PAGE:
Far more than is commonly recognised, patients describe a number of effects that can have a major impact on their ability to work and their personal life. They often describe:
- Altered stools varying in size from small pebbles to large bulky hard stools that are very difficult to evacuate
- Needing to strain, push hard, getting pain around the anus and rectal bleeding
- Developing haemorrhoids, often due to all the straining
- Feeling bloated, distended, full and their abdomen tender to touch
- Excessive straining that compounds their spinal injury
- Embarrassing and offensive flatulence
- Cramping, abdominal pain, explosive diarrhoea, and needing to rush to the bathroom (urgency)
It is not uncommon for patients to be in the bathroom for long periods — 30 minutes or longer each time — with a feeling of never evacuating their bowel properly. We call this incomplete evacuation. On occasions they need to be in the bathroom several times a day, and each time for half an hour or longer.
The main clinicians who are involved with patient care are:
- General Practitioner
- Gastrointestinal surgeon or medical gastroenterologist
- Pain specialist
Of the various investigations, the most important is the ability to inspect the alimentary tract by using fibreoptic endoscopy as part of either a gastroscopy and/or a colonoscopy. Gastroscopy and colonoscopy are used to exclude any underlying organic disease such as malignancy or peptic ulceration, and are the most important investigations used for gastrointestinal symptoms.
Gastrointestinal endoscopy is combined with imaging, such as CT and ultrasound scans or, less commonly, MRI scans to exclude any unexpected pathology. It is important that personal injury lawyers should look out for these symptoms as they are often not recognised without asking. It has been my experience that patients often will not report the gastrointestinal symptoms unless asked.
Many patients are not aware that the symptoms are medication-related or they may feel too embarrassed to talk about it. Patient suffering is therefore often not apparent unless looked for. As stated earlier, I have noticed on many occasions that the combination of the primary injury and the gastrointestinal side effects compound the original injury and make the situation worse.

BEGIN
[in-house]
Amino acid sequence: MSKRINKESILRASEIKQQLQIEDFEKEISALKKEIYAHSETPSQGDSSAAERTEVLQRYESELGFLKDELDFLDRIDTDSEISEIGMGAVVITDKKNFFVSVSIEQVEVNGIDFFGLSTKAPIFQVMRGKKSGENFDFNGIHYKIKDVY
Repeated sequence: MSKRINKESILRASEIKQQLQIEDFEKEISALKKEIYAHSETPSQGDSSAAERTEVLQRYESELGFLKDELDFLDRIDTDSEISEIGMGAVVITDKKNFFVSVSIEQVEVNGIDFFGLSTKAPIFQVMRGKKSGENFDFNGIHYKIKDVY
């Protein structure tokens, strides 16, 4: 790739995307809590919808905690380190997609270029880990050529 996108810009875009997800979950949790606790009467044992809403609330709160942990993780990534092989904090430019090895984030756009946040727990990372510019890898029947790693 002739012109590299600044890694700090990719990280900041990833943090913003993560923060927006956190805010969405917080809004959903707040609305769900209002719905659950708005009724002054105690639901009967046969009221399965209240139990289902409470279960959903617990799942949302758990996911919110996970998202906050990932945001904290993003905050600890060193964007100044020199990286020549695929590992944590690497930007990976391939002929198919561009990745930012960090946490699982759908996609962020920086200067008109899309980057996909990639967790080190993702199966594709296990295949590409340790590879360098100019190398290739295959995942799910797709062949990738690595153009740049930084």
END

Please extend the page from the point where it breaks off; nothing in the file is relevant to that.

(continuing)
These symptoms have a major impact on the patient’s:
- Quality of life
- Ability to work
- Family life
- Mental health
The questions that personal injury lawyers could be asking of their clients to uncover any hidden gastrointestinal issues are:
- What medications have you been prescribed?
- Are the medications for pain relief, neuropathic pain (referred or nerve pain), mood disorders (antidepressants) or any others?
- How long have you been taking these medications and who is prescribing them?
- Are you experiencing any side effects?
- Change in bowl function (constipation or diarrhoea)
- What impact are the side effects having on your ability to perform your role at work and/or at home?
The gastrointestinal symptoms cannot be seen in isolation. It is recognised that these medications can cause significant adverse gastrointestinal events. The adverse gastrointestinal symptoms in combination with the physical injuries often affect a patient’s psyche and have a significant impact that sets up a cycle where everything can be interrelated and very difficult to break.
Armed with a heightened awareness of potential medication-induced gastrointestinal problems stemming from physical injuries, key questions to ask when onboarding a new client or review a case and the expert opinion of a gastrointestinal surgeon, solicitors can be of great assistance to improving their clients life, work and health outcome.
If your firm is keen to learn more about this topic, Dr Greenberg would be happy to perform an in-house presentation. For bookings, please email Darryn Midson from the ASSESS Medical Group at email@example.com
Dr Anthony Greenberg is a General Surgeon with extensive experience in gastrointestinal surgery, trauma, and maxillofacial injuries. He has special expertise in the management of gastric conditions, including peptic ulcer and reflux disease; colorectal surgery, including haemorrhoids and bowel disease; and abdominal wall surgery including inguinal and femoral hernias.